Massachusetts Superior Court Judge Ernest Murphy won a $2 million libel verdict against the Boston Herald after the Herald incorrectly reported that he had said that a 14 year old female rape victim should “get over it.” Fair enough, but that was not the end of the story. The Herald appealed (ultimately losing), but during the appeal Judge Murphy sent two letters to Patrick J. Purcell, owner and publisher of the Herald, which led to today’s SJC decision publically reprimanding Judge Murphy for this incident. Here are quotes from the letters, taken from the SJC reprimand. The letters proposed a meeting between Judge Murphy and Patrick Purcell, were hand-written on Superior Court stationery, and proposed a luncheon meeting between Murphy, Purcell and (presumably) the Herald’s insurer. The letter went on to tell Purcell – to “have one person … at the meeting…. Under NO circumstances should you involve [counsel in the lawsuit] in this meeting…. You will bring to that meeting a cashier’s check, payable to me, in the sum of $3,260,000. No check, no meeting.” In the postscript, the judge writes that it would be “a mistake … to show this letter to anyone other than the gentleman whose authorized signature will be affixed to the check in question. In fact, a BIG mistake.” The letter of March 18, 2005, states, “[Y]ou have a ZERO chance of reversing my…

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The Ten Weirdest Cases of 2008

December 18, 2008

Courtesy of the London Times online. Here is number 1, which I assume even under the English version of “top ten” lists is the “winner.” – What’s in a name? A nine-year-old girl involved in a custody hearing in New Zealand drew international attention for her name: “Talula Does The Hula From Hawaii”. The judge decided that the name was a form of abuse and ordered the girl placed under the guardianship of the court. The judge noted that it was part of a wider phenomenon; other eccentric names given to children in New Zealand in recent times included “Number 16 Bus Shelter” and, for twins, “Benson” and “Hedges” and “Fish” and “Chips”.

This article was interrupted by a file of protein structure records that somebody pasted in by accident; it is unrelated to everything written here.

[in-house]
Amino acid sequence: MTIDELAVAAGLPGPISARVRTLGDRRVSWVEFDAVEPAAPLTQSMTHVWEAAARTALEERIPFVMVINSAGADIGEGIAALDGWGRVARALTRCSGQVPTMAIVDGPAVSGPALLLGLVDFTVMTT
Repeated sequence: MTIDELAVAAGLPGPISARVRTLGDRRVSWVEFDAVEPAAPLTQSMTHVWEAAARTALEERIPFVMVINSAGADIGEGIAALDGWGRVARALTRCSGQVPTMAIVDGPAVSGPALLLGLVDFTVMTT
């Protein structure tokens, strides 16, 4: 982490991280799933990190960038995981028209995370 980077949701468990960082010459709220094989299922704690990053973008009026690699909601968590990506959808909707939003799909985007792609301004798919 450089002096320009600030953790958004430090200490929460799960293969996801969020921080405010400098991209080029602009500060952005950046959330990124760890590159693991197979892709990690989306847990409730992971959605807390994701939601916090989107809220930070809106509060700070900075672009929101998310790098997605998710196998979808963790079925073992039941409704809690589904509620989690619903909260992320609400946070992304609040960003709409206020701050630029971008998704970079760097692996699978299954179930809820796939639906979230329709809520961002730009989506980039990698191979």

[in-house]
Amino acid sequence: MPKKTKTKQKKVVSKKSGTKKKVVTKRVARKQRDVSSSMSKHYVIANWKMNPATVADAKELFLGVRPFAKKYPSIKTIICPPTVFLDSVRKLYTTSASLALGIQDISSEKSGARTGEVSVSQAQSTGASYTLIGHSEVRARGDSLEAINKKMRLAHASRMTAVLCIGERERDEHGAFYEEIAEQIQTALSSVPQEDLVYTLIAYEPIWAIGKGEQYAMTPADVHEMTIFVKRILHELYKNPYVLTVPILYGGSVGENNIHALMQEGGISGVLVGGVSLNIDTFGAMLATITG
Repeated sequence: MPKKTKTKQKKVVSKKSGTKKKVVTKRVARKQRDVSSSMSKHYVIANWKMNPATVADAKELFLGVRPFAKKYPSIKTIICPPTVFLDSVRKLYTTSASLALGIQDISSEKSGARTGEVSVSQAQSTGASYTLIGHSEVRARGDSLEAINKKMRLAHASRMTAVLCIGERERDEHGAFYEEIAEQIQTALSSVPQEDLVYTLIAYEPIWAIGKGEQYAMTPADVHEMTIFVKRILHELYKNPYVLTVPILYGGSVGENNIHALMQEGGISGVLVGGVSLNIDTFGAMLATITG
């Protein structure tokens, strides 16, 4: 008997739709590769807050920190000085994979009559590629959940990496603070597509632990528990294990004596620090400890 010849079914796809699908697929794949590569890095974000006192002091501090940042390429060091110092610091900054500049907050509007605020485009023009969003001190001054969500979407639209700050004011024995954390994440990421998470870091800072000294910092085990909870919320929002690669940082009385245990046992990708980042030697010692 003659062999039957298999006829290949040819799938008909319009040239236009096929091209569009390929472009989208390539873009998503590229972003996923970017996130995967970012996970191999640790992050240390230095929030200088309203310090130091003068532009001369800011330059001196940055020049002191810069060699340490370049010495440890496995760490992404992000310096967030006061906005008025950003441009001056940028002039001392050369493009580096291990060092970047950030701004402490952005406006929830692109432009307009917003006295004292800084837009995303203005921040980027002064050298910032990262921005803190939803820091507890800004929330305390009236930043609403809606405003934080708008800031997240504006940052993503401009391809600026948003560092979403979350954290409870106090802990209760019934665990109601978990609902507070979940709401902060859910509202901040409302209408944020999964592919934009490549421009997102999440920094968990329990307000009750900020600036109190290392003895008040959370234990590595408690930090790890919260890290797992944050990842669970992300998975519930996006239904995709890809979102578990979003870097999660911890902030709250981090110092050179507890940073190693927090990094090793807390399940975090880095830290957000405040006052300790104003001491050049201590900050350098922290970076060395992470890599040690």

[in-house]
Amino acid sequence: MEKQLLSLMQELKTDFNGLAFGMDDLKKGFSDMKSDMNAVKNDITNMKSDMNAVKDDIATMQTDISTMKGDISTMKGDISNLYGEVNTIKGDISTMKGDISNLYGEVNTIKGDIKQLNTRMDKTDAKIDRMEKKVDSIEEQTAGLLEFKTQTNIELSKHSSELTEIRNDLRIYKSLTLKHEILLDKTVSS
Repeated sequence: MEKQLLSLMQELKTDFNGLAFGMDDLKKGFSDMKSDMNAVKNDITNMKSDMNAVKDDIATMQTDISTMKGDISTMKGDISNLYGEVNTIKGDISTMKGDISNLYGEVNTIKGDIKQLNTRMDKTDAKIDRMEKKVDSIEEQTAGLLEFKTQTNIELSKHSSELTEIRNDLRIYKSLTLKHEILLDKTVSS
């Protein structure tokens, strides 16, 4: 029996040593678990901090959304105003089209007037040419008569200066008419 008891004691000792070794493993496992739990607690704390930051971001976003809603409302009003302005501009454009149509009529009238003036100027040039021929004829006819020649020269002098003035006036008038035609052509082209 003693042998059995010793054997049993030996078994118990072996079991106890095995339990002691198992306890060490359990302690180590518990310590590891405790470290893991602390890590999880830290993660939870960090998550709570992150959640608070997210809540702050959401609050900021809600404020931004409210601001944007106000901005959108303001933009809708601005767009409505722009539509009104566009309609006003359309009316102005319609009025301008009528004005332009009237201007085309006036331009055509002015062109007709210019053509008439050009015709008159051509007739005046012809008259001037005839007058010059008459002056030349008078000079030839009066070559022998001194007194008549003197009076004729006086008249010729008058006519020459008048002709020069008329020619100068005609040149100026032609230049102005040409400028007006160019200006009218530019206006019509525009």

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Sarah Richmond's Advice to Start-Up Companies

December 13, 2008

My partner Sarah Richmond has published an article in the December 12, 2008 issue of Mass High Tech titled Startup Founders: Success Requires Risk and Sacrifice – In this time of economic uncertainty, what can a founder of a startup do to increase his chances of attracting an outside investment and maximize the likelihood of his ultimate financial success? The answer may be counterintuitive: founders should not try to “hedge” their commitment to their new business in an effort to minimize downside risk. Without the founders taking on some risk, making sacrifices and giving an unfettered commitment to their startup, they will have a much harder time attracting investors and achieving their ultimate goals. Continue reading ….

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Illinois Governor Rod Blagojevich Forgot This Important Rule of Discretion

December 12, 2008